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A url/src/href attribute with two forward slashes [duplicate]


I was reading over the HTML5 Reset source code when I came across the following line:

<script src="//"></script>

Why are there two forward slashes at the beginning of the URL? Is this a shortened version of http://?

Asked by Michael Parkin

Solution #1

They’re also known as “protocol relative URLs,” and they’re handy when items — like the JS file in your example — can be delivered and/or requested in either a http or https context. You can avoid implementing protocol relative URLs by utilizing protocol relative URLs.

if (window.location.protocol === 'http:') {
    myResourceUrl = '';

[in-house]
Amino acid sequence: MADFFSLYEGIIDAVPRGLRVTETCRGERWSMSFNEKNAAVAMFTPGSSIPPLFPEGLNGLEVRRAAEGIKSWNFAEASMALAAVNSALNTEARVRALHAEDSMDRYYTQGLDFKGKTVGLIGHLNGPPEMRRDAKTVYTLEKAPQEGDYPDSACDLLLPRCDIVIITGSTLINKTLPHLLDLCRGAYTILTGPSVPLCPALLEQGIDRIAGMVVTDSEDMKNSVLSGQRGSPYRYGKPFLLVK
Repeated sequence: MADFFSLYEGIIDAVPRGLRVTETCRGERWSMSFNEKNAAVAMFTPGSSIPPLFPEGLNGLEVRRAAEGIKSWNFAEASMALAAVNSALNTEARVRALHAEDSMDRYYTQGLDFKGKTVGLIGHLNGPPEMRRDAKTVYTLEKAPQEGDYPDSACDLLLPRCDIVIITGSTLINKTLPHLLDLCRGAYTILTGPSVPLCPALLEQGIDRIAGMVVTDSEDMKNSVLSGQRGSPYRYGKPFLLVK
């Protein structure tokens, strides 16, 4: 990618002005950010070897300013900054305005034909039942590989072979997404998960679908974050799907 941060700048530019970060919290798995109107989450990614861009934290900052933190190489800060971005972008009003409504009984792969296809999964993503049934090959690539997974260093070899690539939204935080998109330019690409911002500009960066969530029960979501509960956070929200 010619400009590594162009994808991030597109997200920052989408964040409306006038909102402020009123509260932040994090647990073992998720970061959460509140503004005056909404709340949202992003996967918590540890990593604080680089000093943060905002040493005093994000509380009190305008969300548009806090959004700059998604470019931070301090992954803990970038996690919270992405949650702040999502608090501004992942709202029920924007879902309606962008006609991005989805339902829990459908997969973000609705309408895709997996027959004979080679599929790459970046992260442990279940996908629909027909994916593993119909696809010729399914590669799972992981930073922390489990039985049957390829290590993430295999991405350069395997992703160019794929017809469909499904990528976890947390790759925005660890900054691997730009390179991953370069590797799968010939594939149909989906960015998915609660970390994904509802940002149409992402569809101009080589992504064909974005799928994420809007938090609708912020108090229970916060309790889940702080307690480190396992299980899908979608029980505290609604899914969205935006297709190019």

} else {
    myResourceUrl = '';

type of logic strewn throughout your codebase (assuming, of course, that the server at is able to serve content through both http and https).

The Magento 1.X E-Commerce engine is a good real-world example: the category and product pages use plain http by default for performance reasons, but the checkout uses https.

If some resources (for example, promotional banners in the site’s header) are referred using non-protocol relative URLs (i.e., clients arriving at the https enabled checkout are met with an unwelcoming message.

prompt – which, as one could expect, isn’t ideal for business.

However, if the aforementioned resource is referenced via /, the browser will load it using the appropriate protocol on both plain http product/category pages and the https-enabled checkout flow.

tl;dr: If there’s even a remote chance of a mixed http/https environment, merely reference resources with the double slash/protocol relative URLs — presuming the host serving them supports both http and https.

Answered by vzwick

Solution #2

Depending on how the request was made, it will automatically add https or http.

Answered by Radu Cugut

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